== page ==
Assagioli must have found these frescos particularly stimulating as a copy of one of them, The Transfiguration, still hangs in his house today. Those familiar with Assagioli’s model of the human psyche will be struck by the similarity of his egg diagram to the almond-shaped mandorla around Christ in Fra Angelico’s painting. Transfiguration, in general, symbolically represents the visible form of divinity (also expressed in the Buddha shedding light for three miles around and the manifestation of Krisha to Arjuna.).

graphic mandorlaThe mandorla around the Christ represents an idea similar to the transfiguration. It is a geometical symbol of the intersection of the two spheres of Heaven and Earth. If you take two circles (two distinct worlds) and allow them to intersect, their union is this mandorla. This intersection can also represent the point where opposite poles embrace. The forces inside the mandorla can be seen as regenerative and creative, where all polarities (visible and invisible, divine and human, light and dark, etc) synthesis into new and higher forms of energy.

I found the following typed note in Assagioli’s archives that perhaps best expresses his sentiments upon viewing Fra Angelico’s work:

004957 Assagioli Note about Seeing the Paintings

So if you are feeling down about current events, take one of Fra Angelico’s angels and contemplate its glorious wings of light. Know that these angels are nearby and ready to help you. They are the messengers of your Higher Self, the part of you that sits inside the mandorla of space and time. Go there and renew your weary soul.

Much gratitude to Isabelle Bagdasarianz Küng for her generosity in sharing her story and photo.


The Poor Man of Assisi

Figure 1 Francis

Fresco in the Sacro Speco (‘sacred cave’) of St. Benedict in Subiaco, possibly the oldest and most faithful image of Francis.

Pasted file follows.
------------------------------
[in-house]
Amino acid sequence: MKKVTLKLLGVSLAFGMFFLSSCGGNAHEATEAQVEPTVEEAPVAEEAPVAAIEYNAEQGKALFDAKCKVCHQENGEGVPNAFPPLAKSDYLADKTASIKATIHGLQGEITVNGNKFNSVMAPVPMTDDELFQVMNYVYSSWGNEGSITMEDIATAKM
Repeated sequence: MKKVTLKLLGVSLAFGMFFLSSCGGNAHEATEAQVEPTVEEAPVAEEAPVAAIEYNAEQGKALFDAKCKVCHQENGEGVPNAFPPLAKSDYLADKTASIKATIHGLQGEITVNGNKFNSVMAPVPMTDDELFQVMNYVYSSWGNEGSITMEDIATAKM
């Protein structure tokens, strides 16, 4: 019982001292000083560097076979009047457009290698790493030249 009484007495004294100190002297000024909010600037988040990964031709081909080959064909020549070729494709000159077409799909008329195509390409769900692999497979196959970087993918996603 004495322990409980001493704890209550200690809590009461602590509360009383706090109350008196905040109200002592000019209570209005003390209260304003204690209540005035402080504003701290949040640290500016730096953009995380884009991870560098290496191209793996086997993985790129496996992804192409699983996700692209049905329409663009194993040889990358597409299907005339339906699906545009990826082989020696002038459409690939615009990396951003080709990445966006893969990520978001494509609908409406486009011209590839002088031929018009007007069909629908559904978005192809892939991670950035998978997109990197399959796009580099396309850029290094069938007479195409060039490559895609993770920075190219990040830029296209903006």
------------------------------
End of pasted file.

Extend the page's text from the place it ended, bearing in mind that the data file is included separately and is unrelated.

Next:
Pace e bene! Peace and all that is good! These words of Saint Francis (1182-1226) go beyond divisions, faiths and institutions, right to the core of our shared humanity. Today in Assisi, people are gathering to celebrate his feast day. Having chosen a life radically dedicated to transcendent values, Francis often appears in Assagioli’s writings. Assagioli would have naturally been familiar with Francis, who (along with St. Catherine of Siena) is one of the patron saints of Italy. In fact, upon meeting Assagioli, Frank Vanderlip described him as a modern day St. Francis:

“There seemed to me to burn in this man the pure flame of a love of justice and humanity… He seemed to have a calm and serene understanding of the causes of the troubles of the world and a sensible apprehension of where materialism is leading the world. He expressed such a cheerful hopefulness that a better road is at hand if the world will but take it.”[1]

Can Money and Spirituality Mix?

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Psychosynthesis vs. Jungian Psychology

Medion   DIGITAL CAMERAWhile most people are at least familiar with the term “Jungian psychology,” few have ever heard of psychosynthesis. You might have wondered yourself what the difference is between them. These differences are certainly not easily condensed into a snappy sound bite!

This might be partly due to the fact that the two men – Roberto Assagioli (1888-1974), the founder of psychosynthesis, and Carl Gustav Jung (1875–1961), the founder of analytical psychology (also referred to as Jungian psychology) – knew each other early in their careers. Continue reading

The Poem that Crossed Borders

Lotus flower 3

Assagioli writes that the Lotus is a symbol of Synthesis.